Tonight we’re going on a Sip ‘n Sail Sunset Cruise, tomorrow there’s a grocery run off island and a porch party tomorrow evening.  And on Tuesday we pick up Jordan and Matthew at the Pellston Airport.  We can’t WAIT for the two of them to get up here!!  Oh, the fun we’ve got planned!

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I haven’t captured the Mission Point beaver family on film yet, but this almost-chewed- through tree trunk proves they’re continuing their building project just off-shore in the Mission.

 

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The Pink Pony (in the Chippewa Hotel) has its own exclusive store now (just off the Chippewa’s lobby).  There’s a new logo and a whole new look to their merchandise –  it is awesome!

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Sailors fold the sails aboard a tall ship that visited the island this week.  (Photo: Jill Sawatzki)

Mission Point flowers are absolutely incredible this year!

Mission Point flowers are absolutely incredible this year!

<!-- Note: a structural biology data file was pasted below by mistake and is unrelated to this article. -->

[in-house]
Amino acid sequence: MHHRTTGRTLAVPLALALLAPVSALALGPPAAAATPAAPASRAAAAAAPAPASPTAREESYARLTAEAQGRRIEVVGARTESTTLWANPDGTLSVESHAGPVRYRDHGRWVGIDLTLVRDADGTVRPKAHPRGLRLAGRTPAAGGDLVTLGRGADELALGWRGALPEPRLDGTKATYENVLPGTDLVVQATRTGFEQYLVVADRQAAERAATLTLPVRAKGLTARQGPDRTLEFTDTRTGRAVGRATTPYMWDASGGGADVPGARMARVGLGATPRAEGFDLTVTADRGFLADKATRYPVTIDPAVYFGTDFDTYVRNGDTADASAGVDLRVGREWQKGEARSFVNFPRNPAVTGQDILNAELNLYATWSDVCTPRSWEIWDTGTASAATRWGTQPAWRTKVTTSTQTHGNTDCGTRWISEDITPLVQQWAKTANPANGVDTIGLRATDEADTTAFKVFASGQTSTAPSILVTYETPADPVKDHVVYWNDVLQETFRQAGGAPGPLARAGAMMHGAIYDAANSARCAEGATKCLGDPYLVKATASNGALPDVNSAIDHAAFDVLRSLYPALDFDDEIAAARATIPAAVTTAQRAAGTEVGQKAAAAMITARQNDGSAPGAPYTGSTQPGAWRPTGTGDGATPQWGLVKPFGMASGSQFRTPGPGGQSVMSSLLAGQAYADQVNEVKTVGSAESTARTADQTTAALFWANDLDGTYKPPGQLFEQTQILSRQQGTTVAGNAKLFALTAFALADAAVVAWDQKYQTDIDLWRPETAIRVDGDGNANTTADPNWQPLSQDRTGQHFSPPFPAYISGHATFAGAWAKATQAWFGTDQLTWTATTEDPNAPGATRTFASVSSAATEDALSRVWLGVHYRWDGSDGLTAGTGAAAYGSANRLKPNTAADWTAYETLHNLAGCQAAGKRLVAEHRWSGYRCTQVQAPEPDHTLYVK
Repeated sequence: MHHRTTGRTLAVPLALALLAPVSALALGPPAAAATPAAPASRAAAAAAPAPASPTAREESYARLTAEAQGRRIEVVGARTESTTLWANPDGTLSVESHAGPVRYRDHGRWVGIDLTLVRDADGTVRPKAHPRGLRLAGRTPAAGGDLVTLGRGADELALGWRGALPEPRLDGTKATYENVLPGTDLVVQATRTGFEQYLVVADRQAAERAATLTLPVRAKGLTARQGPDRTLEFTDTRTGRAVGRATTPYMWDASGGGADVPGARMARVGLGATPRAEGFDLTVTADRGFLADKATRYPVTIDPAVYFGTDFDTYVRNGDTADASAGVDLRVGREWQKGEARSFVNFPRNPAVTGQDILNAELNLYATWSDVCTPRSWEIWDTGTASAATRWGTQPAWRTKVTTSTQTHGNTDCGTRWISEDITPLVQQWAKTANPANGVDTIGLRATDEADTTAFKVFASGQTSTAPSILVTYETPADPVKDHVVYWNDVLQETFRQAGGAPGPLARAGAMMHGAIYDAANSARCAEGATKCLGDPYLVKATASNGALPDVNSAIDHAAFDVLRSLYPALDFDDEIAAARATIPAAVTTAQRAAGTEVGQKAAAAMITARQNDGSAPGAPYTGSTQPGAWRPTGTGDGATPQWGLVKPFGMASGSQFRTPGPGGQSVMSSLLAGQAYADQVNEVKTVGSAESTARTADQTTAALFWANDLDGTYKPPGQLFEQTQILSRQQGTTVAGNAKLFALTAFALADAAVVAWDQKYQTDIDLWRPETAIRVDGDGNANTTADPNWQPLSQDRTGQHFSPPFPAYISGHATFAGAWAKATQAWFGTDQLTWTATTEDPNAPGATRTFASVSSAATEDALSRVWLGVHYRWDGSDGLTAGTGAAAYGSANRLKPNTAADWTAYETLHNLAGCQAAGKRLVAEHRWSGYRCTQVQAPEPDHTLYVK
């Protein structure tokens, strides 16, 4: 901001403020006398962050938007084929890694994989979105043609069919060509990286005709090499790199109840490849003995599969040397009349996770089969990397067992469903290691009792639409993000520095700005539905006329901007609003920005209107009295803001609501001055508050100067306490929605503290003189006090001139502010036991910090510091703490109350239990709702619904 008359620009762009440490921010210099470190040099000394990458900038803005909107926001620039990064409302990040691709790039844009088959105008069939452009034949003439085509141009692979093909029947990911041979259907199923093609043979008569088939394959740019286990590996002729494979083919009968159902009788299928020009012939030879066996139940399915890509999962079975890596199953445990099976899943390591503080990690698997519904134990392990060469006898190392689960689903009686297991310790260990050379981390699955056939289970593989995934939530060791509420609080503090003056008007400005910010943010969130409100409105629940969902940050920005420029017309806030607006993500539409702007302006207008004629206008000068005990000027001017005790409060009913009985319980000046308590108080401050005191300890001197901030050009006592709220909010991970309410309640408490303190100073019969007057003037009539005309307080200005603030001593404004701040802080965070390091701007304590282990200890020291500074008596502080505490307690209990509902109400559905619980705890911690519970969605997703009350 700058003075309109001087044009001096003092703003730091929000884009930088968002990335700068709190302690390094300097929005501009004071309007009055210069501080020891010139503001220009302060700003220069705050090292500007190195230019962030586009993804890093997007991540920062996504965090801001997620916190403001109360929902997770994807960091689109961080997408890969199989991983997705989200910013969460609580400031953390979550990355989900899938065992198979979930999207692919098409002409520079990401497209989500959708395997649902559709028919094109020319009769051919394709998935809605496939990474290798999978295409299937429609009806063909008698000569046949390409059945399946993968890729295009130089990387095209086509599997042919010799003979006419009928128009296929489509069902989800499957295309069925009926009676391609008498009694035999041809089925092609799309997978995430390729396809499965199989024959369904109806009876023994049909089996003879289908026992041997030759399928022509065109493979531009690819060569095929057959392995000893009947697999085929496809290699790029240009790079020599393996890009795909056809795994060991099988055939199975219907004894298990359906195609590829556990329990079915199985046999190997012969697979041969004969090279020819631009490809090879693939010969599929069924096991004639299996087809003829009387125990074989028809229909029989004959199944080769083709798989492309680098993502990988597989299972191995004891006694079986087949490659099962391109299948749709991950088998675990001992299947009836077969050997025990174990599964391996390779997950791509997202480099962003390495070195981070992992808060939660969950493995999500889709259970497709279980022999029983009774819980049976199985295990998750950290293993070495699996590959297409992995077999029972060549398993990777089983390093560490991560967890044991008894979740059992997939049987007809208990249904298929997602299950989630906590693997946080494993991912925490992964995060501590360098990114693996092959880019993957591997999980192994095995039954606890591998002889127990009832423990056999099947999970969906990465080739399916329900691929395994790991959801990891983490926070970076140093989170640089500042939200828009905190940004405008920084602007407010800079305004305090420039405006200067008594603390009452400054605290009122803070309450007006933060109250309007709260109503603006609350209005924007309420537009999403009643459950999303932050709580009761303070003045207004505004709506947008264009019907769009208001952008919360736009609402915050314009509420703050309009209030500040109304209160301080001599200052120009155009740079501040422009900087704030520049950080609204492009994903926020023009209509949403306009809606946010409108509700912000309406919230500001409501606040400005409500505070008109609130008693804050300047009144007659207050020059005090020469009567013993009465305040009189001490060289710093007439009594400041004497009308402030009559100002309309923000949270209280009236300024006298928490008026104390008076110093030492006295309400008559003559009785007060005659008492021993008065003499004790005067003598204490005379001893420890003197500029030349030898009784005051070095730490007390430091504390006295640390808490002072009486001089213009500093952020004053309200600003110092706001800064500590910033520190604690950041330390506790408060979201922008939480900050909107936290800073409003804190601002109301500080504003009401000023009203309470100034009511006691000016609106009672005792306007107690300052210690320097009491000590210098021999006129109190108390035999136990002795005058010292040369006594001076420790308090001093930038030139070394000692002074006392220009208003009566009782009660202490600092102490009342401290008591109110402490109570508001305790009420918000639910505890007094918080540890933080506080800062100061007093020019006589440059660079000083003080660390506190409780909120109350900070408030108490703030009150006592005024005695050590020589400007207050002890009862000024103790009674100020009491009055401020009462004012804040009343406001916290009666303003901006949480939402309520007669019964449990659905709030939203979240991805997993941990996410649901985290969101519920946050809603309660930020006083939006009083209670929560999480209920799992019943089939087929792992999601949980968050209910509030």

Beautiful beds of day lilies are everywhere. These are in the yard of the condo where we're staying.

Beautiful beds of day lilies are everywhere. These are in the yard of the condo where we’re staying.

It’s been rainy today, so after church and lunch with Patty and Buz (who leave tomorrow for their home in Oklahoma), we’ve been hunkered down for a lazy afternoon.  It’s about time to get ready for that Sip ‘n Sail Sunset Cruise (I don’t think there’s much chance of seeing the sunset), so I’ll close now.

It’s so good to be on Mackinac for the next three months.  Each time we return there’s always a little moment when I secretly wonder if the island could possibly be as wonderful as I remember it.  And each time the island laughs at me and says, “I’m even MORE wonderful than you remember!”

And it always is.

God bless.